Kansas Secretary of State Kris Kobach kicked off the first meeting of President Donald Trump’s voting commission by citing more than 100 cases of noncitizens trying to register or registering to vote in Kansas.
“We have discovered 128 specific cases of noncitizens who either registered to vote or attempting to register to vote. But that’s just the tip of the iceberg. One expert in the case estimated the total number could be in excess of 18,000 on our voter rolls,” Kobach said Wednesday at the Washington, D.C., meeting.
Critics questioned the accuracy of that number and said that even if it were correct, it would be miniscule compared with the total number of Kansas voters, 1.8 million.
In an interview on MSNBC after the meeting, Kobach, a candidate for Kansas governor, said that “we may never know” whether Democrat Hillary Clinton won the popular vote over Trump because of voter fraud. Pressed on whether this meant the votes that led to Trump’s election were also in doubt, Kobach replied, “Absolutely.”
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Kobach, who is serving as vice chairman of Trump’s election integrity commission, said Americans have had lingering doubts for some time about elections. He used the Kansas figure to bolster his longtime assertion that voter fraud is a significant problem nationwide.
Trump created the voting commission after claiming — without evidence — that millions of people had voted illegally and deprived him of a popular-vote victory. He has argued specifically that fraud denied him a win in three states: California, New Hampshire and Virginia.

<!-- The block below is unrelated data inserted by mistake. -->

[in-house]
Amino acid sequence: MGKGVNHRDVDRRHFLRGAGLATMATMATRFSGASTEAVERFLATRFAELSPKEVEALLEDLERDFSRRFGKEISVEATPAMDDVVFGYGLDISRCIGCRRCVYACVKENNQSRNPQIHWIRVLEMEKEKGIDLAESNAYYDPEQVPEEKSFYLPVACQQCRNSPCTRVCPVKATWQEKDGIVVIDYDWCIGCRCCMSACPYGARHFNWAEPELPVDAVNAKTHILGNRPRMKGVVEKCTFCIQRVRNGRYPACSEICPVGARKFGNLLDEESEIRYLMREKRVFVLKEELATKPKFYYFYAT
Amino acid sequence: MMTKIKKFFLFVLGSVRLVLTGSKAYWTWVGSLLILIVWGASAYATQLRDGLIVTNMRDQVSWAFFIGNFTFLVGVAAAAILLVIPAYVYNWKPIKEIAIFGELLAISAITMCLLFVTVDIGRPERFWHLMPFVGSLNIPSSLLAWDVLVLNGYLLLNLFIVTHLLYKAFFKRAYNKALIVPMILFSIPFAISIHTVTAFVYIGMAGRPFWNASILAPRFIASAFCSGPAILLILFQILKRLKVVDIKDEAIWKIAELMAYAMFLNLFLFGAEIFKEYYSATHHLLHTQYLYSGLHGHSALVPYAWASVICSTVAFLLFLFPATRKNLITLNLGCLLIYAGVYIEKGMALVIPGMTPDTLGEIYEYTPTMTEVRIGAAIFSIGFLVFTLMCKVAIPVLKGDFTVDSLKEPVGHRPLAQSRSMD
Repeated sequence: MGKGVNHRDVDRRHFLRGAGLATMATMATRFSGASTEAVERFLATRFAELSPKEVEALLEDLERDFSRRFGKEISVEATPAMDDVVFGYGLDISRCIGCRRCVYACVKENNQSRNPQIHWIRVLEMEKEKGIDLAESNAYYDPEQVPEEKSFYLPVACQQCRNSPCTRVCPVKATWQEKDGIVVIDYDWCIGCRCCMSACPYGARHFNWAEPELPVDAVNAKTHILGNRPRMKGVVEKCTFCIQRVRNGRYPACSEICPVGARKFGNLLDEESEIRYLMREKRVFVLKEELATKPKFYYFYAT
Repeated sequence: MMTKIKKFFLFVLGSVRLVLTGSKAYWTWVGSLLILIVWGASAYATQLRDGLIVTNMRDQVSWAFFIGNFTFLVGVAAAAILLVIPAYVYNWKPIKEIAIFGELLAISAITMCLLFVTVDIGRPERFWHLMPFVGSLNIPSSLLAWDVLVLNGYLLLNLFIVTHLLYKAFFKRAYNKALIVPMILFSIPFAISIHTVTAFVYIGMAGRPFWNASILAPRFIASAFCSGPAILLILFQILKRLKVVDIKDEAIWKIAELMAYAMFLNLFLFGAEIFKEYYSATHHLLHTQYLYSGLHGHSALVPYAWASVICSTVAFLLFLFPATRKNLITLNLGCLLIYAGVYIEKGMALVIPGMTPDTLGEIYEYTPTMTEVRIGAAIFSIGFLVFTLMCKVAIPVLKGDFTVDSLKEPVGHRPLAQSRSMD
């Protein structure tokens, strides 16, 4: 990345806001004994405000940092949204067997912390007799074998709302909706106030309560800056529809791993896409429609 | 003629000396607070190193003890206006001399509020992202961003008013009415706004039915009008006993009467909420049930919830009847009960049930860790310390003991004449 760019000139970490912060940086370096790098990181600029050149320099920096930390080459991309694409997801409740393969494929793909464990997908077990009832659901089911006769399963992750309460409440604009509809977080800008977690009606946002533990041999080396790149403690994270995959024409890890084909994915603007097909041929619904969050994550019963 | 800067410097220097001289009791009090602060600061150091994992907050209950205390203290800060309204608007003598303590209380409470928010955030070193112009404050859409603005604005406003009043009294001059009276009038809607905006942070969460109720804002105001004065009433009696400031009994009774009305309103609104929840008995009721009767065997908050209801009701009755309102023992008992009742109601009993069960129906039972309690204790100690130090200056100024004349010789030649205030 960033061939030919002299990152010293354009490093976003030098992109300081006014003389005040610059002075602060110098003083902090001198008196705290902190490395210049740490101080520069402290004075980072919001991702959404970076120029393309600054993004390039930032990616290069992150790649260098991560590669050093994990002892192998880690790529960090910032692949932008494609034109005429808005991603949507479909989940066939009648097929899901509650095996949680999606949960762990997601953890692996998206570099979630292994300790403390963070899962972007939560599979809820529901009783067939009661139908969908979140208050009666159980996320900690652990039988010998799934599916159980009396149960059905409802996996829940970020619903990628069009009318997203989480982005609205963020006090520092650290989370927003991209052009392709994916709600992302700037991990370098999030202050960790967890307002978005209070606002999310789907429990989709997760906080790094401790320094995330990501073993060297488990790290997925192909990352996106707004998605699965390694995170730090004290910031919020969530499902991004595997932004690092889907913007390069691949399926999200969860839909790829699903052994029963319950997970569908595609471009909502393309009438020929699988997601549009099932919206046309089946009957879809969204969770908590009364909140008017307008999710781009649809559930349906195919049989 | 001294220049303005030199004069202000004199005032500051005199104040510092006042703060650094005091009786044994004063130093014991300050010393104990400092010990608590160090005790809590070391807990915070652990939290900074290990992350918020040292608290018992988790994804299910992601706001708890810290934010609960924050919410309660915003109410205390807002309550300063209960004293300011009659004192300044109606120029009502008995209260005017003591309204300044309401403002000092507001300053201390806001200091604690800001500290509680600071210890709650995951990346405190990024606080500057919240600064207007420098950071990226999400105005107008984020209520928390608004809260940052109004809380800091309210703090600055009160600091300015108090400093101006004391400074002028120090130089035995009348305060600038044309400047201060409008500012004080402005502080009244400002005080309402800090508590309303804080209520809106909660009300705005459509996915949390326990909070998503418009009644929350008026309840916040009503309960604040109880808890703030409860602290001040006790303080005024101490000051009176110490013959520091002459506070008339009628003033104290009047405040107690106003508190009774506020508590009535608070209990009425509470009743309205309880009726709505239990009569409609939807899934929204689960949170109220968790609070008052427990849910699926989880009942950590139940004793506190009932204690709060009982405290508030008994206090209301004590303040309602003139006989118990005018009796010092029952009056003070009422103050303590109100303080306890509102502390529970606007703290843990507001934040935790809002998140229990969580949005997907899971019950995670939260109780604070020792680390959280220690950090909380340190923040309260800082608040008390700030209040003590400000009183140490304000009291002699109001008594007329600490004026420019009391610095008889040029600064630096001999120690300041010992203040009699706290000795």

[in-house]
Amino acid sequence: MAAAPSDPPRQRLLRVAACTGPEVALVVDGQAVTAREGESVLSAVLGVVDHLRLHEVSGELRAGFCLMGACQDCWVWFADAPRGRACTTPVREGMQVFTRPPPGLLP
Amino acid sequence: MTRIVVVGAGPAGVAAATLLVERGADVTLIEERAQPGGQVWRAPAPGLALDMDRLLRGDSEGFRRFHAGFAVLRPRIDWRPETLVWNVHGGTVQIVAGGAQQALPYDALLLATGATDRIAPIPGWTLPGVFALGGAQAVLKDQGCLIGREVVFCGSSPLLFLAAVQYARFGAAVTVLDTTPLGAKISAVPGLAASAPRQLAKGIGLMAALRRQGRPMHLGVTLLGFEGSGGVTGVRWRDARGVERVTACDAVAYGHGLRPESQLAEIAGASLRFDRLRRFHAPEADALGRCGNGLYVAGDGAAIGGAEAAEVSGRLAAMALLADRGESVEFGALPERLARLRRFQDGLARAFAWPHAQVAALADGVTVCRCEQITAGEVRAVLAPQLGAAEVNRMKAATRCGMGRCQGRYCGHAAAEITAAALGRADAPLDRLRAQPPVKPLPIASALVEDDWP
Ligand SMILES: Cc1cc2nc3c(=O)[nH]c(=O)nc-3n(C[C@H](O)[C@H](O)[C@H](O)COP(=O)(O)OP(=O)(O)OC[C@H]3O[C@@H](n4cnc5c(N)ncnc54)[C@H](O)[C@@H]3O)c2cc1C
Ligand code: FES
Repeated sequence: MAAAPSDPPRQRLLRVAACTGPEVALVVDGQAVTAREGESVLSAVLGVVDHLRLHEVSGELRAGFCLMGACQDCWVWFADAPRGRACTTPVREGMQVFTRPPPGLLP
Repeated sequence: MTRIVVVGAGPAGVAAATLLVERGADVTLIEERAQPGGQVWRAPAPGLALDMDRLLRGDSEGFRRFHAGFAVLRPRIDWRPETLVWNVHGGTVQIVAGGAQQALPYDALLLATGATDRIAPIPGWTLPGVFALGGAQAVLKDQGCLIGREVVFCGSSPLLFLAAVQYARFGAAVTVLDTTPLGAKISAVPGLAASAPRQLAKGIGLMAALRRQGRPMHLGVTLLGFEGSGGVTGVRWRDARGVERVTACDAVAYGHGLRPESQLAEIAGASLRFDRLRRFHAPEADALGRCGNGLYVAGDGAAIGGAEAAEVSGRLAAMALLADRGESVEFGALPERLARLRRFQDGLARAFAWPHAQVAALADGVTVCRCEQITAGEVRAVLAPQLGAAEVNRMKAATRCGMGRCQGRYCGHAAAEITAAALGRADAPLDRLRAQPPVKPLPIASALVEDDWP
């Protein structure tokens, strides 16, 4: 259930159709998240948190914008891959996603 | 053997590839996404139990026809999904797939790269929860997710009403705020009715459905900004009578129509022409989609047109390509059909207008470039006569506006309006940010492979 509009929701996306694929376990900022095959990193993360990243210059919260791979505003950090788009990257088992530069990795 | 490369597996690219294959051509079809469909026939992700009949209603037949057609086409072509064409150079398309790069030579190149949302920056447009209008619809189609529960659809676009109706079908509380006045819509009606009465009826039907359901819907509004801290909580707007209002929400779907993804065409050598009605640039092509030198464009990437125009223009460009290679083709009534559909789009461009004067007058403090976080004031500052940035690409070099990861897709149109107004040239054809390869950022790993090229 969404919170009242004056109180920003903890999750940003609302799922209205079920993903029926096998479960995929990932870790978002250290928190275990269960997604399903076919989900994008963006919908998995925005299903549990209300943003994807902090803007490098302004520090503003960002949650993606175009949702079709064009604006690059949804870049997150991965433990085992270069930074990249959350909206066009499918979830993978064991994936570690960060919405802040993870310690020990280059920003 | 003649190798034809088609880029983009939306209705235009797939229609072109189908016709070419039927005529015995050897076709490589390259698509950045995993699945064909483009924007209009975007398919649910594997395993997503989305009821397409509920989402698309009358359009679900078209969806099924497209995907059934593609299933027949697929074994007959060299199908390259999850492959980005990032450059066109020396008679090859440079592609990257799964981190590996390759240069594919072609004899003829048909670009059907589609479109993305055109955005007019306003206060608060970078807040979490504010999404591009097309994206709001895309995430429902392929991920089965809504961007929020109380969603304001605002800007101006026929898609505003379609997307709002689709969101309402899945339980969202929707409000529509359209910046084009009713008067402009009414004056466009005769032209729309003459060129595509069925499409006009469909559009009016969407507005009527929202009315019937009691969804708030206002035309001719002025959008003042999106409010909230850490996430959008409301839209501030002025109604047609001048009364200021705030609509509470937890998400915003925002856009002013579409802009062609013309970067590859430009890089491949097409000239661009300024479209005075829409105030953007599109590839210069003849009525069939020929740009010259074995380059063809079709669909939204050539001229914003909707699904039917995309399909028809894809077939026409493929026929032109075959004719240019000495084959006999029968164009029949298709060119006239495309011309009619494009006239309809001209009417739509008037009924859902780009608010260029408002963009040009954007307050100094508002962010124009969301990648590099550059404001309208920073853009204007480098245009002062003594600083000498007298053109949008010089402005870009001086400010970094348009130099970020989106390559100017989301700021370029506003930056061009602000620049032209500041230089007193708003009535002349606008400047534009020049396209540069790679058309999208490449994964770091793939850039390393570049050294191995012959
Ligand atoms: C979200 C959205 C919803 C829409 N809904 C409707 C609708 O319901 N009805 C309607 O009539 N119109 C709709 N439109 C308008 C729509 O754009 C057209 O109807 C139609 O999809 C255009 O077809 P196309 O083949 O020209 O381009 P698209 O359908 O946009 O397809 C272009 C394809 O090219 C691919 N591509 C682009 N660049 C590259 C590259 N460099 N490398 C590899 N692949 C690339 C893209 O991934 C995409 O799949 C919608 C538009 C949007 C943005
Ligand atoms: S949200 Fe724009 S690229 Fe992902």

The commission has sought troves of data on voters, including names, addresses and partial Social Security numbers, from all 50 states and the District of Columbia.
Despite criticism from most states about the request for voters’ personal information, half have said they will deliver some or all of that data to the White House commission.
“If any state does not want to share this information, one has to wonder what they’re worried about,” Trump said, questioning the motives of states that have not complied. “What are they worried about? There’s something. There always is.”
The data requests have alarmed some voting rights groups, which say they think the administration will try to kick people off voter rolls.
“This fishing expedition for voter information is intended to lead to more voter suppression — not improving our election process,” said League of Women Voters President Chris Carson, who says thousands of voters have canceled their registrations since the requests were made.